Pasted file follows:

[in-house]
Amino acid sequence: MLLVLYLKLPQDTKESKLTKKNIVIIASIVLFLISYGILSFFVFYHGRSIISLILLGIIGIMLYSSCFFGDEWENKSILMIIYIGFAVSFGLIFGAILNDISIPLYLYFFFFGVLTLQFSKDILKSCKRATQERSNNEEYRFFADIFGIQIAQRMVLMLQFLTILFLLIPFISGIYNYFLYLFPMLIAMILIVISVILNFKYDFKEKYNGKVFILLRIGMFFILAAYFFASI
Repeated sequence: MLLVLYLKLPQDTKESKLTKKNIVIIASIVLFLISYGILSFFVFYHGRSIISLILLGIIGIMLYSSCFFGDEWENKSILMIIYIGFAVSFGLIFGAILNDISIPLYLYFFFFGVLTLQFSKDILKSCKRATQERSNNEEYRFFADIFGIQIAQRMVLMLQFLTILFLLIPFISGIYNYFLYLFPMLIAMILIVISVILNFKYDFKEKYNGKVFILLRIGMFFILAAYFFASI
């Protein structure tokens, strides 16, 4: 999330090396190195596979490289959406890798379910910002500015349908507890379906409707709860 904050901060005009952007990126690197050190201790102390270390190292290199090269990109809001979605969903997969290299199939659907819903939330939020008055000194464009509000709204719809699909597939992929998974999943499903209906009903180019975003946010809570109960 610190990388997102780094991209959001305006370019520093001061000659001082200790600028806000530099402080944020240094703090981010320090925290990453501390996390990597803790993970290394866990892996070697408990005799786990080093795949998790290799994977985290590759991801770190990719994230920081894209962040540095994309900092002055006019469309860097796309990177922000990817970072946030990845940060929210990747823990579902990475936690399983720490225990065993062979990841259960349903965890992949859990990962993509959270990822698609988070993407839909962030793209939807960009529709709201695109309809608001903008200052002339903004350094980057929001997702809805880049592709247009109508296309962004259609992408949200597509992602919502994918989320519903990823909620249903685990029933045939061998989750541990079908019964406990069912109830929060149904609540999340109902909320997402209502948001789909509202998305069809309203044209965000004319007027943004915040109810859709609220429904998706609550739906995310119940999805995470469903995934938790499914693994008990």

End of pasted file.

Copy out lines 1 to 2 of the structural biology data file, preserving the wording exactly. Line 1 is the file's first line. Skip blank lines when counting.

[in-house]
Amino acid sequence: MLLVLYLKLPQDTKESKLTKKNIVIIASIVLFLISYGILSFFVFYHGRSIISLILLGIIGIMLYSSCFFGDEWENKSILMIIYIGFAVSFGLIFGAILNDISIPLYLYFFFFGVLTLQFSKDILKSCKRATQERSNNEEYRFFADIFGIQIAQRMVLMLQFLTILFLLIPFISGIYNYFLYLFPMLIAMILIVISVILNFKYDFKEKYNGKVFILLRIGMFFILAAYFFASI